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On This Day…November 8th.

On 8th November 1942 the first U.S. troops lnded in French North Africa with the invasion of Morocco and Algeria. It was hoped (rightly) that the French officers (who had reached an ‘accommodation’ with the Nazis) would baulk at fighting the Americans and switch allegiances. Have a look at how young that kid looks in the centre of photo.

The wreck of a Sea Hurricane Mk XII (JS327) shot down 1942 in Oran, Algeria 8th November 1942.

Actéon was a French Submarine of the Redoutable class. On the 8th November 1942 she sortied from Oran, Algiers, to attack the British landing forces as art of ‘Operation Torch’ (see pic 1 – above). She was attacked and sunk with the loss of all hands by the British destroyer HMS Westcott.

8th November 1965 was the date of ‘Operation Hump’ in the Vietnam War. Immortalised in song by the band, ‘Big and Rich’ (in a song called ‘8th November’) – this is a read introduction by Kriss Kristofferson…

“On November 8th 1965, the 173rd Airborne Brigade on “Operation Hump”, war zone “D” in Vietnam, were ambushed by over 1200 VC. Forty-nine American soldiers lost their lives that day. Severely wounded and risking his own life, Lawrence Joel, a medic, was the first living black man since the Spanish–American War to receive the United States Medal of Honor for saving so many lives in the midst of battle that day. Our friend, Niles Harris, retired 25 years United States Army, the guy who gave Big Kenny his top hat, was one of the wounded who lived. This song is his story. Caught in the action of kill or be killed, greater love hath no man than to lay down his life for his brother.”

7 responses to On This Day…November 8th.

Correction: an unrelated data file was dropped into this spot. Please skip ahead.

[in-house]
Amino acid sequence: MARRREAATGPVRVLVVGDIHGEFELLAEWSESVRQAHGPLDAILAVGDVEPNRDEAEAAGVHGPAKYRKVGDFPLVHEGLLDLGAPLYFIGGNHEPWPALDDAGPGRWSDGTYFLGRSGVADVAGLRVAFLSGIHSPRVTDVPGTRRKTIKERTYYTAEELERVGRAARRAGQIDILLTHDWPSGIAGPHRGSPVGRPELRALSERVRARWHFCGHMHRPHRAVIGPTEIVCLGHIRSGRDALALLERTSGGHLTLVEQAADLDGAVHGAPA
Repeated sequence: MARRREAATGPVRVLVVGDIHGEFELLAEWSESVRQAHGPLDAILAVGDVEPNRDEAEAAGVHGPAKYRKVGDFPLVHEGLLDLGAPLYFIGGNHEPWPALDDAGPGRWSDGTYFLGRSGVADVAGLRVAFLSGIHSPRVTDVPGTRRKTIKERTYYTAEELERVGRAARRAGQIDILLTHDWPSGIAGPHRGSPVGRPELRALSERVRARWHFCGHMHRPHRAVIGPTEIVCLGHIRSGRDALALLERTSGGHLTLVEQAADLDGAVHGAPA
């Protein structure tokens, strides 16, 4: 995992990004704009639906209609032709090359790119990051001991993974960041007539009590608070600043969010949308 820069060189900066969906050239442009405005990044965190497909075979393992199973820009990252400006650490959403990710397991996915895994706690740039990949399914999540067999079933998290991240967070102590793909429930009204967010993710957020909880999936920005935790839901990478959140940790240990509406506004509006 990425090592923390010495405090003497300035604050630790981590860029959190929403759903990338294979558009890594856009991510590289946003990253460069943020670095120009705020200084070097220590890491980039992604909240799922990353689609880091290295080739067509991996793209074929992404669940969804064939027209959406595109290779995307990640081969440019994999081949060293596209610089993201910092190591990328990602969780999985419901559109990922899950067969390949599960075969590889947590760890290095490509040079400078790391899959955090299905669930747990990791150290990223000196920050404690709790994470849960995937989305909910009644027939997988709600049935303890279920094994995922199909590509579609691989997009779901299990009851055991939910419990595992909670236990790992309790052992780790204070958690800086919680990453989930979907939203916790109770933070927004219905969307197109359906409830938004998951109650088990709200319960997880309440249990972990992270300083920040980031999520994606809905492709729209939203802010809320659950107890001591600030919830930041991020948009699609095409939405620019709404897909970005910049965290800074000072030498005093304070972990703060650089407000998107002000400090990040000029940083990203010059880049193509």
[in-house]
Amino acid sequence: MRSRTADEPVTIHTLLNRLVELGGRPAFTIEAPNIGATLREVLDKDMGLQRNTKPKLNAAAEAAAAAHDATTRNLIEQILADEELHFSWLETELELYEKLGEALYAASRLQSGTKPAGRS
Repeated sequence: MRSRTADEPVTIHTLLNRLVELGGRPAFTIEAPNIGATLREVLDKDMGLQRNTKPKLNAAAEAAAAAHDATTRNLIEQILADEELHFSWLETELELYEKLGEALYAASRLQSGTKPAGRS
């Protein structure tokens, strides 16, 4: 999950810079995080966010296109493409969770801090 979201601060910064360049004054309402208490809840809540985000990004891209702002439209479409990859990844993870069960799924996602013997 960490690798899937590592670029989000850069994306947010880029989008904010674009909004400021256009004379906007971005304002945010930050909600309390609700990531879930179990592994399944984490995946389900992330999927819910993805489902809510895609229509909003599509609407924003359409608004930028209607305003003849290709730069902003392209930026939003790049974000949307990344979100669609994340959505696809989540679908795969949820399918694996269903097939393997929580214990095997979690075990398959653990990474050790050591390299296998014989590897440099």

1. What do you mean, “…the kid in the centre of photo”. They’re all young. But I know what you’re saying.
    I am starting to sound like a mother hen (fret) instead of a rooster (strut).

  2. That kid is just a BABY! Well, like Peter said – they’re ALL young!

    The headlines of Roosevelt’s 4th election is history never to be repeated. Some folks consider FDR to be America’s only dictator, albeit an elected one. He is the reason that Congress voted in a three-term limit to the Presidency. AFTER FDR was dead, of course! I believe he served around a year of his 4-year 4th term. He did a lot of good for the country, but maybe a lot that wasn’t so good, either. I don’t remember – I’m not quite old enough for 1st-hand knowledge. Besides, I hope this isn’t considered getting “political!”

    My apologies to any Veterans of “Operation Hump.” I’ve never heard of it OR the song. That must’ve been one of the earliest BIG operations, near the beginning of the US’s “OFFICIAL” involvement.

  3. Nice pics, and yes I’ve listened to “8th November” by Big and Rich. Classic.

  4. Children in uniform…I can’t image all the sleep less nights for the mothers of those boys. If you survived the war …it was the greatest adventure of your life. Provided you came out in one piece.

  5. Thanks for all the comments, gentlemen. One thing researching these journals has illuminated for me is the depth and breadth of the personal tragedies. Sometimes, as a civilian, war feels too big to understand on a human level, like when they talk about astronomical amounts of money in the economy; the numbers cease to resonate because they are too big. But break it down to stories, of sons, brothers, fathers and friends, you start to contextualise scale and feel the humanness of it all. Humbling.

    Thanks for the comments and support, my friends.

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